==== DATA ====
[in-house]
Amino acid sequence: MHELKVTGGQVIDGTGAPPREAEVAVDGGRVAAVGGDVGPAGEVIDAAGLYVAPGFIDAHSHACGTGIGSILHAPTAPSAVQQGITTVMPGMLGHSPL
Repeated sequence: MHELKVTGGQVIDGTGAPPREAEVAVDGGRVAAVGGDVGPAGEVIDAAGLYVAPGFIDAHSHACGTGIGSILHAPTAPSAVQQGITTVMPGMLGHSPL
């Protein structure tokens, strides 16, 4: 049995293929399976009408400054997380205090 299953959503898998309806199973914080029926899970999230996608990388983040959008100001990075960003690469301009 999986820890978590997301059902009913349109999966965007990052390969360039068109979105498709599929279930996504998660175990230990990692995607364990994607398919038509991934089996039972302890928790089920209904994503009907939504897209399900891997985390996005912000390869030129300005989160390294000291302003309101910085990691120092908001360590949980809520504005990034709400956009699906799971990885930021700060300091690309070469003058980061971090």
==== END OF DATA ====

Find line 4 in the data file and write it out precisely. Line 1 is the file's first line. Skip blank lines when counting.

């Protein structure tokens, strides 16, 4: 049995293929399976009408400054997380205090 299953959503898998309806199973914080029926899970999230996608990388983040959008100001990075960003690469301009 999986820890978590997301059902009913349109999966965007990052390969360039068109979105498709599929279930996504998660175990230990990692995607364990994607398919038509991934089996039972302890928790089920209904994503009907939504897209399900891997985390996005912000390869030129300005989160390294000291302003309101910085990691120092908001360590949980809520504005990034709400956009699906799971990885930021700060300091690309070469003058980061971090």